After Charlton’s men’s relegation from the Premier League in 2007, the club decided to cut funding to their female counterparts despite their success. As a result, the Charlton Athletic Community Trust and then Charlton fan, Stephen King, stepped in to keep the disbanded women's team afloat.
However, Danish-American businessman,
, who took the charge of the club last year, negotiated with
to bring the women's team under the same ownership as the men's.
intends to ensure that the women’s team have full-time status, to see the club secure promotion to the WSL.
"The plan we have presented to the FA shows that within two years, instead of having a team of players who are part-time, we will be moving towards the squad all being full-time,"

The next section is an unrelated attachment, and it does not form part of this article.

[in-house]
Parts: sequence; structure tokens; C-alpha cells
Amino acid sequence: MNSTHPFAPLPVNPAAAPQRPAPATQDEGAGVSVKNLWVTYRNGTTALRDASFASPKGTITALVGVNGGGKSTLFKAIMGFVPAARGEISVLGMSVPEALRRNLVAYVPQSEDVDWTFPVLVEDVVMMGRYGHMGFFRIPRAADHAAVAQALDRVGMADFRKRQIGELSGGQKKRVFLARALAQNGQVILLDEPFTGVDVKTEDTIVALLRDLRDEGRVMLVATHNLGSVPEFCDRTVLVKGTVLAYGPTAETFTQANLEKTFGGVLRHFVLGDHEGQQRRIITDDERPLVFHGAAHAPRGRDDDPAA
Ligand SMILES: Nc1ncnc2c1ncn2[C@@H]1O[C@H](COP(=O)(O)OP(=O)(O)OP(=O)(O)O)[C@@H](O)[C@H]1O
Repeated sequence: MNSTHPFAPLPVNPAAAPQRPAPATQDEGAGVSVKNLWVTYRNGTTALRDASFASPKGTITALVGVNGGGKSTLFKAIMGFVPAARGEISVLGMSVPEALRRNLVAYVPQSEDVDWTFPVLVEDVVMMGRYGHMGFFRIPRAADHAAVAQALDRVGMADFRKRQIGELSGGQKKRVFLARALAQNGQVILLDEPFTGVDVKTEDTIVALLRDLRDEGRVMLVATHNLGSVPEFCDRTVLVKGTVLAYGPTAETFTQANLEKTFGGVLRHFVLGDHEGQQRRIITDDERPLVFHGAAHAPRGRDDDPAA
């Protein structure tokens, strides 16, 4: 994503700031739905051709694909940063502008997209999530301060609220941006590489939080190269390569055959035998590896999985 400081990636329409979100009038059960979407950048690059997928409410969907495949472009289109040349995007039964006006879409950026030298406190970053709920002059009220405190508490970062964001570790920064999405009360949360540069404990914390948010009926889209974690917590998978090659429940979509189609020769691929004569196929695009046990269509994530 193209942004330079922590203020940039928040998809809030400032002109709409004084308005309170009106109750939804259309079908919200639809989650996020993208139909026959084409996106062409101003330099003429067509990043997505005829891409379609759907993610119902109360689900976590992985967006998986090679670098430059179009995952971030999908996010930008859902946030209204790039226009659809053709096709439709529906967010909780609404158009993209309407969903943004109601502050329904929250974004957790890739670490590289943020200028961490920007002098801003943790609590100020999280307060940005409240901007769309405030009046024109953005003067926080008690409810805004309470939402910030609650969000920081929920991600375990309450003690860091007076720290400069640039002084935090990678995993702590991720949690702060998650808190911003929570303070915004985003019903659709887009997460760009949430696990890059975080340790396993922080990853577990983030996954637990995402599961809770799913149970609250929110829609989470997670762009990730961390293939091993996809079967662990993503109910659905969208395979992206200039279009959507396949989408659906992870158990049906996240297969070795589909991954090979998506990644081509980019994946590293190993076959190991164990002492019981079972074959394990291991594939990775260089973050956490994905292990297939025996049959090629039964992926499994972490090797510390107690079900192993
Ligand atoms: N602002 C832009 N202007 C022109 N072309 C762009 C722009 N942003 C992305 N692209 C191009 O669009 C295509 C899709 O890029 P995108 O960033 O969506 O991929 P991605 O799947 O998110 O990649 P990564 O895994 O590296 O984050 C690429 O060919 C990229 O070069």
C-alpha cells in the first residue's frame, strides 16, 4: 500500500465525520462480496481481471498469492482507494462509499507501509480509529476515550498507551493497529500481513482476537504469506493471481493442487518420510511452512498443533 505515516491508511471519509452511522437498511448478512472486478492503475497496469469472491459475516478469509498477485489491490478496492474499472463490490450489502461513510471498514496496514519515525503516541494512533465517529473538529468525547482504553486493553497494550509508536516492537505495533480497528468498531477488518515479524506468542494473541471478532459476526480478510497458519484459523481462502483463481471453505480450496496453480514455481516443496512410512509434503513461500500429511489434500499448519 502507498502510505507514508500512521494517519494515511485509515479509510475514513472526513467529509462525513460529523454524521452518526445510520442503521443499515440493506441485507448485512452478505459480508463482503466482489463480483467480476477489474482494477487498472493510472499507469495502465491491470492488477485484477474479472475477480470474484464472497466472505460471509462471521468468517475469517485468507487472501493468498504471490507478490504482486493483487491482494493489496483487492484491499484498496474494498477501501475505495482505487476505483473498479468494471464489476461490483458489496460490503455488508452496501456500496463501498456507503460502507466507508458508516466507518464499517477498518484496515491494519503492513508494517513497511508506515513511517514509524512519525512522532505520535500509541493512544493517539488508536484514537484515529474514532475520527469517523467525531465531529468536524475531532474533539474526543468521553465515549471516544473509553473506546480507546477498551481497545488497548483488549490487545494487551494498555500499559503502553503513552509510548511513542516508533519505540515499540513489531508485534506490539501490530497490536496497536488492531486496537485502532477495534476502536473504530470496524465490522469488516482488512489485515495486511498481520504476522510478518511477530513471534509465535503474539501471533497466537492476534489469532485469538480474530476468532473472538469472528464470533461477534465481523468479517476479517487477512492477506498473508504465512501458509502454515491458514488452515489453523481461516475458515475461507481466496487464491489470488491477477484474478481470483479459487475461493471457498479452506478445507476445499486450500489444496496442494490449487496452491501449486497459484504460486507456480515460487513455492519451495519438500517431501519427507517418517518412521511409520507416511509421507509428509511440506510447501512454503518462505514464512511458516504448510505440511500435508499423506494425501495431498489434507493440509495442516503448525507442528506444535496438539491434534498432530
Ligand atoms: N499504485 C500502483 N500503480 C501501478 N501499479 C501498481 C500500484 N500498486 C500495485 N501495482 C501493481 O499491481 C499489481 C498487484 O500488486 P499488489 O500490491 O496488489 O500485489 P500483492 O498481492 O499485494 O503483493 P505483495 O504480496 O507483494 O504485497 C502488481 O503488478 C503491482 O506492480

told Sky Sports News.
"The first year will be more of a hybrid model but we will eventually get there and it turns out it is something the FA is used to seeing from clubs that move from part-time to full-time.”
reached the Women's FA Cup’s final three times, winning one in 2005. They also won the Women's League Cup in 2004 and 2006, hence,
is keen for them to become one of the leading clubs once again.
"Just over a decade ago it was just them [Charlton] and Arsenal butting heads about who's the best club in the country,"
"As interest in women's sport has increased, more and more teams have invested in women's teams and so it's becoming a very competitive field.
"I feel it's something we should be a part of. I believe we have made a really good investment here."
commitment to the cause, he knows there is still much to be done to bring the club back to greatness.
"There is work to be done but the structure is already in place,"
. "There is work to be done in maybe bringing players on board.
"Skills coaching, strength and conditioning: there's a lot of things we need to step up so we can compete at a level where we start talking about promotion.
"When that's going to happen, it's hard to say, but it won't happen overnight."